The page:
business, leadership

Vicious Circles and Virtuous Snowballs

In my last post, I referenced vicious circles and virtuous snowballs. These can occur in lots of areas of our lives, whether with habits, relationships, strategies or tasks. If we do the wrong thing, it can set in motion a string of bad things. A true vicious circle is one where there is a direct correlation between the two events. Let’s look at an example – a basketball player misses a few shots, starts to “press” and get stressed about missing a few shots, causing him/her to lose form and miss more shots, which cause him/her to press more…you see. Imagine the opposite scenario, where the player makes a few shots, becomes more relaxed so his/her mind is clear and can translate all the practice into good form, making more shots, becoming more relaxed, etc.

In leadership and work situations, I feel the most common vicious circles (or at least the ones I’ve witnessed and experienced) occur when time becomes short, when projects get backlogged, when we don’t prioritize. So it looks like this: We can’t get around to completing a process improvement project, meaning we have re-work and other inefficiencies, which causes us to work longer just to get the basic process completed, meaning even less time to finish the process improvement project that would fix the issue.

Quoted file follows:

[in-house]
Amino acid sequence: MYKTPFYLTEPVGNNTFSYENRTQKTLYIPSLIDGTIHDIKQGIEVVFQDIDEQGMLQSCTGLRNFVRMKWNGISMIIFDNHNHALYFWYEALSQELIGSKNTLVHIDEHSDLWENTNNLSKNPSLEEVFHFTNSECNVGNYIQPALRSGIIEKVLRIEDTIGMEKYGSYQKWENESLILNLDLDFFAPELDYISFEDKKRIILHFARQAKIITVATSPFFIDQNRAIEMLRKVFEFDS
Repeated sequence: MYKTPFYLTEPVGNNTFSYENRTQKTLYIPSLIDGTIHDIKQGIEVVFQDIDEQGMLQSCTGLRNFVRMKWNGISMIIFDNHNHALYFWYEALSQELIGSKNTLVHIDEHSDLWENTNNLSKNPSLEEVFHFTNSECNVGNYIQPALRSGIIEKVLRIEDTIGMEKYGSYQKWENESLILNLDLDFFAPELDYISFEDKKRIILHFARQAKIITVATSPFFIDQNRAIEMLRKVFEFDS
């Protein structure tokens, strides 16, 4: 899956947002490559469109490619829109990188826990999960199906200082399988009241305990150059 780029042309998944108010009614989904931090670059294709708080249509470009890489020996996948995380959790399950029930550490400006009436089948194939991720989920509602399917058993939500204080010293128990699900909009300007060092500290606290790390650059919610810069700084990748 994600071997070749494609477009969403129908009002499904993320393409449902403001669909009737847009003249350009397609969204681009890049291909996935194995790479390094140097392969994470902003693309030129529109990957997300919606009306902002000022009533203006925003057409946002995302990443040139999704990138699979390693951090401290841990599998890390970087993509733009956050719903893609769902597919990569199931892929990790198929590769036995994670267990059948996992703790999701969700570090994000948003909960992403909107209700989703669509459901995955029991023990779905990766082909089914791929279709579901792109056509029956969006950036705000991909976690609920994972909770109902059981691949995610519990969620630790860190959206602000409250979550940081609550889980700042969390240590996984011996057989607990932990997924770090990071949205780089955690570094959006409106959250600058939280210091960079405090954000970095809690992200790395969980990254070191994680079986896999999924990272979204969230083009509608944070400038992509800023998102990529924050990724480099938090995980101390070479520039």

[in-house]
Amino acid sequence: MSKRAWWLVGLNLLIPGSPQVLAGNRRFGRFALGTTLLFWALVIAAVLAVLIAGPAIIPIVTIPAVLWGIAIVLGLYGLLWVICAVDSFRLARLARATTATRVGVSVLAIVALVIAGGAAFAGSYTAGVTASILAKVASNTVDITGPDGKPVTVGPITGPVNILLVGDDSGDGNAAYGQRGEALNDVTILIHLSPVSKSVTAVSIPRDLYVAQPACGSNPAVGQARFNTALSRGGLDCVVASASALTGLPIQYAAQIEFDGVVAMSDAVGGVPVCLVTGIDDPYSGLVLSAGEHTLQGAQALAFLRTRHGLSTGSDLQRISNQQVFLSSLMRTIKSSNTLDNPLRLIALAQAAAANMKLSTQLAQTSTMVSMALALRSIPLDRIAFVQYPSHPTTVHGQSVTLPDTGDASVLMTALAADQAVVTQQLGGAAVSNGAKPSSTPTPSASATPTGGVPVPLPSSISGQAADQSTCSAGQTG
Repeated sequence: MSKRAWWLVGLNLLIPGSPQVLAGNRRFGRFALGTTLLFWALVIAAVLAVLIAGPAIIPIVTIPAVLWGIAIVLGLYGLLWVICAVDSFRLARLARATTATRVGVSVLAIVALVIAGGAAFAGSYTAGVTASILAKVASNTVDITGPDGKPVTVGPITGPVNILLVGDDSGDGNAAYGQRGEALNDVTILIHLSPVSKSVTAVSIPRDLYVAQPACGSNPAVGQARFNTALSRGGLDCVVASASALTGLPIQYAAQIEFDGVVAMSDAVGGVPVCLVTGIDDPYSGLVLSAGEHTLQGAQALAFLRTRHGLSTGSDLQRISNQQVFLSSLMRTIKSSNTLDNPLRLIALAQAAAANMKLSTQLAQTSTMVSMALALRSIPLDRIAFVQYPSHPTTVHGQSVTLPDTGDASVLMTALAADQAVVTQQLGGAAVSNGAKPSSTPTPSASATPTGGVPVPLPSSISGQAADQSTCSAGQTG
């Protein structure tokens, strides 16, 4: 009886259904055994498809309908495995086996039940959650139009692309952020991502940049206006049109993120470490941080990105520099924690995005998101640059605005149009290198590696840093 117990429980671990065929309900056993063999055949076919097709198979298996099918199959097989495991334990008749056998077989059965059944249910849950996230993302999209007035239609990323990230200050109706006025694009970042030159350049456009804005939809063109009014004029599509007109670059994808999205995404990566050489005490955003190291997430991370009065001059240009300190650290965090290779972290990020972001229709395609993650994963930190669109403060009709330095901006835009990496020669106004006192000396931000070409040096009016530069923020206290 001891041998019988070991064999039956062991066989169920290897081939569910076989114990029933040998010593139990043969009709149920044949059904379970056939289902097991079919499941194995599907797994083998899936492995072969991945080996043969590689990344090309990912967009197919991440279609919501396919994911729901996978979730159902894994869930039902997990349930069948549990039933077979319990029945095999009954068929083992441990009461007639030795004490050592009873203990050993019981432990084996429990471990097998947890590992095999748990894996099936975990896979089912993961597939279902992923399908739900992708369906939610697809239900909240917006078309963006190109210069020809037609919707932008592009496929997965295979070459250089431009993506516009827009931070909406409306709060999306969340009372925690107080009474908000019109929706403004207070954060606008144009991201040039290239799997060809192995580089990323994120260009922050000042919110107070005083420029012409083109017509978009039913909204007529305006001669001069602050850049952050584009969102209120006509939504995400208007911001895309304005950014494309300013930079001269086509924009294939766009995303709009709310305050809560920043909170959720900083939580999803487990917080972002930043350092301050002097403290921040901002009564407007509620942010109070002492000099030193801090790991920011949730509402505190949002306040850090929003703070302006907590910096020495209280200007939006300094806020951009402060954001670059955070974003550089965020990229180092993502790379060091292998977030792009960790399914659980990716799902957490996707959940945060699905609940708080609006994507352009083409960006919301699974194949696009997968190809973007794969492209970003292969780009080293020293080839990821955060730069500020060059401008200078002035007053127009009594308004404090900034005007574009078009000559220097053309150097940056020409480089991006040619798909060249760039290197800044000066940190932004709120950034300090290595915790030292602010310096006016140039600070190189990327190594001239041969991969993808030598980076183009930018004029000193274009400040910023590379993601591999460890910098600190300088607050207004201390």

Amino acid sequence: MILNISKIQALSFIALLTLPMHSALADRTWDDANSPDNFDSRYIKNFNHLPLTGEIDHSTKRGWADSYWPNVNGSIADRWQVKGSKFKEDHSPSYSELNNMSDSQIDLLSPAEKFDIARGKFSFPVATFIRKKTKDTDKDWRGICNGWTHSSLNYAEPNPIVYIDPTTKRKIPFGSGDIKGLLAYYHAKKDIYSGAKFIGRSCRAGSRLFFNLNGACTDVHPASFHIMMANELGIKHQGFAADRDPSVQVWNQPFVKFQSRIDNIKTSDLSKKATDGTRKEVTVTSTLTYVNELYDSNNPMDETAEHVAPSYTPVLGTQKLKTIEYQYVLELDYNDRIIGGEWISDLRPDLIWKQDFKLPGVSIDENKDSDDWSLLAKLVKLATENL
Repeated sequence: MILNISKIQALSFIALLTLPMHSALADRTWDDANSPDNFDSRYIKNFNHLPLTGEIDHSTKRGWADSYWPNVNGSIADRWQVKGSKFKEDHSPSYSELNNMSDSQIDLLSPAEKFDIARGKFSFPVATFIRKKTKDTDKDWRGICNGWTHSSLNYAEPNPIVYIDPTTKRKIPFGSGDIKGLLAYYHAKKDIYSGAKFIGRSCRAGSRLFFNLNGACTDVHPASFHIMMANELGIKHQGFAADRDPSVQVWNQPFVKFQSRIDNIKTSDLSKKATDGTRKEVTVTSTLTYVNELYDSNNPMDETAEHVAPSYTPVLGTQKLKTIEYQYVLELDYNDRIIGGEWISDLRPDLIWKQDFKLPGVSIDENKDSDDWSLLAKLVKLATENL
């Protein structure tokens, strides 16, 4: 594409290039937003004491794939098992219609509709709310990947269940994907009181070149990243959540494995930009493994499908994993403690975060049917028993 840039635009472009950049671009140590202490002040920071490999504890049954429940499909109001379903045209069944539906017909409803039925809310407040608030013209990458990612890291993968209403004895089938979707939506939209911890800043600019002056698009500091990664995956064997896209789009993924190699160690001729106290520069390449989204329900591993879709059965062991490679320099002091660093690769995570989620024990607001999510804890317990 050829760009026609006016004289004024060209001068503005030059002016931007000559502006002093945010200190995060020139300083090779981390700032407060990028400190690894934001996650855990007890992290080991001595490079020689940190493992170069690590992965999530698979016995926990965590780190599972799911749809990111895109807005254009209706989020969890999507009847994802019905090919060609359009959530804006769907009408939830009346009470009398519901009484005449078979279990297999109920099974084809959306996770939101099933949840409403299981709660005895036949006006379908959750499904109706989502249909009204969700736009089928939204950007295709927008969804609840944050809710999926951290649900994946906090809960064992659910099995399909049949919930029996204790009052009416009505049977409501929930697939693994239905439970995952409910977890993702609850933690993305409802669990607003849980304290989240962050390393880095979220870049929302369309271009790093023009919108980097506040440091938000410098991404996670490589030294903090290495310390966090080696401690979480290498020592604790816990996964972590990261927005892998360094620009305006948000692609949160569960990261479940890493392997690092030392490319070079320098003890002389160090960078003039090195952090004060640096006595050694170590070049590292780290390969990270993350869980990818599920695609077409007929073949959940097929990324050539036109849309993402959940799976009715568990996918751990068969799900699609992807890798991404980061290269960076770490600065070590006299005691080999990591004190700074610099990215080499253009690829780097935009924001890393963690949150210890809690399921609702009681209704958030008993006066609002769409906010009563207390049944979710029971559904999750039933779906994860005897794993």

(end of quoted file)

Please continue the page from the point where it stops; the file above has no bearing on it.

Notice how “easy” it is in concept to turn a vicious circle into a virtuous snowball   If we could finish the process improvement project, we would complete the base process faster, leaving more time for further process improvement projects, saving even more time, etc.

So how do you turn a vicious circle into a virtuous snowball? It may depend on the situation, but I think taking a few cues from sports is relevant here again. When a golfer gets into a “slump” he or she may take a few weeks off from the tour to work with their coach, going back to some fundamentals. We can’t take off a few weeks of processes in most of our work lives, but we can re-prioritize time. We can get some distractions off our plate (maybe asking for support from others on certain tasks, or getting a deferred deadline for some tasks). We can put in a few extra hours on the issue at hand – whether it’s some quality time with our team to re-establish our trust and align on our goals, or to huddle as a group to resolve the underlying issue causing us to fall behind.

Usually these problems are resolved through a combination of solutions. Temporary assistance on the root cause of the issue, like bringing in a consultant to help fix the process issues. Sometimes its permanent staffing increases, to both resolve the current overload as well as work on improvement projects more long-term. But I find that these and other solutions only last if you do two other things: 1) prioritize, and agree to remove or defer material amounts of “stuff” that has creeped into your world, and 2) investing in the training/coaching time with the team to both do #1 and teach them how to think more process and project oriented. Nothing better than a little Lean Process Management to clear out the system. Most of us just have too much junk in our systems, but if we don’t know the proven processes and techniques to de-clutter our work, we will not turn the vicious circles into virtuous snowballs, we may just achieve some temporary relief.

So get drastic – we use the term RUTHLESSLY PRIORITIZE in my team. Free up time, then hold everyone accountable for using that time to invest in developing your collective abilities to make sustained change, to build virtuous snowballs.



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